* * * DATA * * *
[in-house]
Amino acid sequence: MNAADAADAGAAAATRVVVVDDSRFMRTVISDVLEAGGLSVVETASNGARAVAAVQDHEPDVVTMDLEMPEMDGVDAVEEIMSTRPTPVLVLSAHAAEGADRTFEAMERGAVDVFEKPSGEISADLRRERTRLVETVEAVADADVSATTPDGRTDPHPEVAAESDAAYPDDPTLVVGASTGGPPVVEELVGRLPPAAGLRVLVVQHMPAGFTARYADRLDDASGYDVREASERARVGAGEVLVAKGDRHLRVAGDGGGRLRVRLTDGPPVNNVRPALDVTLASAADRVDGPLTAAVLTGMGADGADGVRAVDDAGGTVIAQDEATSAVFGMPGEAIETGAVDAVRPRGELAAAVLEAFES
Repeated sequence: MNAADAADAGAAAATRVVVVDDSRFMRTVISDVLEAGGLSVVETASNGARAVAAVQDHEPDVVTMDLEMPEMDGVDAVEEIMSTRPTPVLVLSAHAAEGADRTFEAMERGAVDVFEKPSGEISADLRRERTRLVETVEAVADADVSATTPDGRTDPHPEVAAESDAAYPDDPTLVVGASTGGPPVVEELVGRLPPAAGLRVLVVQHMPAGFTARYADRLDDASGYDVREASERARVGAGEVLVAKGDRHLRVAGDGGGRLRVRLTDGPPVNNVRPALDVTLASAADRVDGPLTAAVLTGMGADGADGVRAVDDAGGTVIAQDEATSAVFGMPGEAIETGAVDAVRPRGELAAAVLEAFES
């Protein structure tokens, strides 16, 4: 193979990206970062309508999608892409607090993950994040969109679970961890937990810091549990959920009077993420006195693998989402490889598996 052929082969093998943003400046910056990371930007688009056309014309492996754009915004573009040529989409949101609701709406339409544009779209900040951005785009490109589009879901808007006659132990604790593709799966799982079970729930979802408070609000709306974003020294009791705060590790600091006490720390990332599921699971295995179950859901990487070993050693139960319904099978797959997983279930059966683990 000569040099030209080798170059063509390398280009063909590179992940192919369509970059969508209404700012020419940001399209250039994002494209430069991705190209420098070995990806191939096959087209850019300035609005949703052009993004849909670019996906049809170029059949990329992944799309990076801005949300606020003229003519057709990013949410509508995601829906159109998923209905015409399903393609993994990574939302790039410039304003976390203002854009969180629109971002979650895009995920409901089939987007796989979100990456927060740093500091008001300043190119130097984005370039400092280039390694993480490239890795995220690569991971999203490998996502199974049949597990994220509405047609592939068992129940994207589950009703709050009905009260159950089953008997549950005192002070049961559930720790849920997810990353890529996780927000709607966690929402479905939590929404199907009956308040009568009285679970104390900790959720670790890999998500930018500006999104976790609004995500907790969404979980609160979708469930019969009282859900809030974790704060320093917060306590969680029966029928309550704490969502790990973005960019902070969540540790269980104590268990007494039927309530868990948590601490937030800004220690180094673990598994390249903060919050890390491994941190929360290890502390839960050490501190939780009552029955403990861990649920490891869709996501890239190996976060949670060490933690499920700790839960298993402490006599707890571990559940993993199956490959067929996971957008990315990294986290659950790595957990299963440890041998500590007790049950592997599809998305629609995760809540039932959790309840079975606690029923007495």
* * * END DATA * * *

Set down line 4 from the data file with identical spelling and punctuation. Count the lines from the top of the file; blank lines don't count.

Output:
């Protein structure tokens, strides 16, 4: 193979990206970062309508999608892409607090993950994040969109679970961890937990810091549990959920009077993420006195693998989402490889598996 052929082969093998943003400046910056990371930007688009056309014309492996754009915004573009040529989409949101609701709406339409544009779209900040951005785009490109589009879901808007006659132990604790593709799966799982079970729930979802408070609000709306974003020294009791705060590790600091006490720390990332599921699971295995179950859901990487070993050693139960319904099978797959997983279930059966683990 000569040099030209080798170059063509390398280009063909590179992940192919369509970059969508209404700012020419940001399209250039994002494209430069991705190209420098070995990806191939096959087209850019300035609005949703052009993004849909670019996906049809170029059949990329992944799309990076801005949300606020003229003519057709990013949410509508995601829906159109998923209905015409399903393609993994990574939302790039410039304003976390203002854009969180629109971002979650895009995920409901089939987007796989979100990456927060740093500091008001300043190119130097984005370039400092280039390694993480490239890795995220690569991971999203490998996502199974049949597990994220509405047609592939068992129940994207589950009703709050009905009260159950089953008997549950005192002070049961559930720790849920997810990353890529996780927000709607966690929402479905939590929404199907009956308040009568009285679970104390900790959720670790890999998500930018500006999104976790609004995500907790969404979980609160979708469930019969009282859900809030974790704060320093917060306590969680029966029928309550704490969502790990973005960019902070969540540790269980104590268990007494039927309530868990948590601490937030800004220690180094673990598994390249903060919050890390491994941190929360290890502390839960050490501190939780009552029955403990861990649920490891869709996501890239190996976060949670060490933690499920700790839960298993402490006599707890571990559940993993199956490959067929996971957008990315990294986290659950790595957990299963440890041998500590007790049950592997599809998305629609995760809540039932959790309840079975606690029923007495």